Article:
1808 in the United States

Events from the year 1808 in the United States.

Flag of the United States (1795-1818) 1808
the United States

  • 1780s
  • 1790s
  • 1800s
  • 1810s
  • 1820s
See also:


Federal Government

Governors and Lieutenant Governors


Lieutenant Governors




See also


  1. ^ Ingham, John M. (1983). Biographical dictionary of American business leaders. Westport, Conn: Greenwood Press. pp. 26–27. ISBN 0-313-23907-X.

Further reading

  • S. Godon. Mineralogical Observations, Made in the Environs of Boston, in the Years 1807 and 1808. Memoirs of the American Academy of Arts and Sciences, Vol. 3, No. 1 (1809), pp. 127–154
  • "Recall of J. Q. Adams, 1808", Proceedings of the Massachusetts Historical Society, 3rd series, 45, October 1911 – June 1912
  • Secrets Reports of John Howe, 1808. The American Historical Review, Vol. 17, No. 2 (January 1912), pp. 332–354
  • Samuel E. Morison. The First National Nominating Convention, 1808. The American Historical Review, Vol. 17, No. 4 (July 1912), pp. 744–763
  • Victor O'Daniel. Concanen's Election to the See of New York (1808–10). The Catholic Historical Review, Vol. 2, No. 1 (April 1916), pp. 19–46
  • "Amherst Petition on the Embargo, 1808; David Robinson to William Preston", Proceedings of the Massachusetts Historical Society, 3rd series, 52, October 1918 – June 1919
  • Louis Martin Sears. Philadelphia and the Embargo of 1808. The Quarterly Journal of Economics, Vol. 35, No. 2 (February 1921), pp. 354–359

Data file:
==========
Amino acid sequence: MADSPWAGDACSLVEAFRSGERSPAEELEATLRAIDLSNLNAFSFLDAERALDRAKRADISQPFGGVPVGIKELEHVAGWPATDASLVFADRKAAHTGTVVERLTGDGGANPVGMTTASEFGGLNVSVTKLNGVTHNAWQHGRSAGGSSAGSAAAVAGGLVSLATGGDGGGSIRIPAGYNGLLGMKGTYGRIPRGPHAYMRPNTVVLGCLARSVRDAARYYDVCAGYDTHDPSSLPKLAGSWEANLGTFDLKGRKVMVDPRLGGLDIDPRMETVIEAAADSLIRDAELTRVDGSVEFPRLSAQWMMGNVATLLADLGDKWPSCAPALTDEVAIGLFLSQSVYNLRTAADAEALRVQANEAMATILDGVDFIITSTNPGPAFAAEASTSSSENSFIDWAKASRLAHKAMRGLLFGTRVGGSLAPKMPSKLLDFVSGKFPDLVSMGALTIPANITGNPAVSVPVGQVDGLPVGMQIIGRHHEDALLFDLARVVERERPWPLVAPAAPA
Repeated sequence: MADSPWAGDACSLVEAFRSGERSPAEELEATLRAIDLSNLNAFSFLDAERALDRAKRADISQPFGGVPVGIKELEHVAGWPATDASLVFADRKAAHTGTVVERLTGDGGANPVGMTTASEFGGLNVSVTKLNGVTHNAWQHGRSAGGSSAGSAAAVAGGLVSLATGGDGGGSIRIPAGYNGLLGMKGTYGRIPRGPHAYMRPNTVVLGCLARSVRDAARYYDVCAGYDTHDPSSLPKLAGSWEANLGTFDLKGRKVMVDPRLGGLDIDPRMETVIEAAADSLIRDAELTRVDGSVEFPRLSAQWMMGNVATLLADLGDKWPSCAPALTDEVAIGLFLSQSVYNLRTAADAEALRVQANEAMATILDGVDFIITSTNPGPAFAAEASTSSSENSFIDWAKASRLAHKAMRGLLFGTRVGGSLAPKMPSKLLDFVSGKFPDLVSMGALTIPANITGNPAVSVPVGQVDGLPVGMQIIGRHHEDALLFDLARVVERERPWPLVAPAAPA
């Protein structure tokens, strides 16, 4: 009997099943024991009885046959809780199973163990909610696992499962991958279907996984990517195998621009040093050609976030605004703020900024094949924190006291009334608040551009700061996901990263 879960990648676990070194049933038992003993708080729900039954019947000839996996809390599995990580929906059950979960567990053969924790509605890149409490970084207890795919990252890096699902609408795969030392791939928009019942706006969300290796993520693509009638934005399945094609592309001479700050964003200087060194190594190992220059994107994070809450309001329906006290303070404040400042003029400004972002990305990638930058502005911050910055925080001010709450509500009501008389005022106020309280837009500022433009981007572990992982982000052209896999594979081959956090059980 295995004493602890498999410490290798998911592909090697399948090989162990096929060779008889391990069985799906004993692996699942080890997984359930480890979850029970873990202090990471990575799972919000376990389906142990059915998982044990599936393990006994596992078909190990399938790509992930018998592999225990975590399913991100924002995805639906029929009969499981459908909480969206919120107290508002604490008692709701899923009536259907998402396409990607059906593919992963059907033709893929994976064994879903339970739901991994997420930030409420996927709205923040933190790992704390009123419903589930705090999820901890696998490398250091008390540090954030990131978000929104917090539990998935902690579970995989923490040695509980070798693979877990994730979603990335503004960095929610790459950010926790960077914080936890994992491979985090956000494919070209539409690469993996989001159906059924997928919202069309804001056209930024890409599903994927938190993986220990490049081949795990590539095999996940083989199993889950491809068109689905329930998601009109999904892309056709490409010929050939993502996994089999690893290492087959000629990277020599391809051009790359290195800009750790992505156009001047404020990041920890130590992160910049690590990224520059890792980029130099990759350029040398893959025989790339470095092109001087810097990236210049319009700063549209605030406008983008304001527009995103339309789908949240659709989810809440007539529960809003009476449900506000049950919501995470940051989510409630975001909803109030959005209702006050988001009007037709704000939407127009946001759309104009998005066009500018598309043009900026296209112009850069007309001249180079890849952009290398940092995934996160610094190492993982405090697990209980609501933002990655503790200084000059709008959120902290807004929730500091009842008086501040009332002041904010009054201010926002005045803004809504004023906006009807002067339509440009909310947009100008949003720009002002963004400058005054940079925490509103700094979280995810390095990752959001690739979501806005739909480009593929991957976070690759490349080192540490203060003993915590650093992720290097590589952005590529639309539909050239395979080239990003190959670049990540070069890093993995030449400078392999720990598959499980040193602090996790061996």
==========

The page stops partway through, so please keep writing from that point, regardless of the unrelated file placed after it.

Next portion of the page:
• William D. Hoyt Jr. Self-Portrait: Eliza Custis, 1808. The Virginia Magazine of History and Biography, Vol. 53, No. 2 (April 1945), pp. 89–100
  • Richard R. Borneman. Franzoni and Andrei: Italian Sculptors in Baltimore, 1808. The William and Mary Quarterly, Third Series, Vol. 10, No. 1 (January 1953), pp. 108–111
  • Charles Pelham Curtis (October 1953 – May 1957), "A Strange Story about Marbury versus Madison in Salem, 1808", Proceedings of the Massachusetts Historical Society, 3rd series, 71, pp. 133–146
  • Noble E. Cunningham Jr. The Diary of Frances Few, 1808–1809. The Journal of Southern History, Vol. 29, No. 3 (August 1963), pp. 345–361
  • Harry Ammon. James Monroe and the Election of 1808 in Virginia. The William and Mary Quarterly, Third Series, Vol. 20, No. 1 (January, 1963), pp. 33–56
  • George L. Bilbe. A Digest of the Civil Laws Now in Force in the Territory of Orleans (1808). Louisiana History: The Journal of the Louisiana Historical Association, Vol. 14, No. 1 (Winter, 1973), pp. 104–108
  • William G. McLoughlin. Thomas Jefferson and the Beginning of Cherokee Nationalism, 1806 to 1809. The William and Mary Quarterly, Third Series, Vol. 32, No. 4 (October, 1975), pp. 548–580
  • Richard R. Beeman. Trade and Travel in Post-Revolutionary Virginia: A Diary of an Itinerant Peddler, 1807–1808. The Virginia Magazine of History and Biography, Vol. 84, No. 2 (April, 1976), pp. 174–188
  • Jeffrey A. Frankel. The 1807–1809 Embargo Against Great Britain. The Journal of Economic History, Vol. 42, No. 2 (June 1982), pp. 291–308
  • John M. Bryan. Robert Mills, Benjamin Henry Latrobe, Thomas Jefferson, and the South Carolina Penitentiary Project, 1806–1808. The South Carolina Historical Magazine, Vol. 85, No. 1 (January 1984), pp. 1–21
  • Christopher McKee. Foreign Seamen in the United States Navy: A Census of 1808. The William and Mary Quarterly, Third Series, Vol. 42, No. 3 (July 1985), pp. 383–393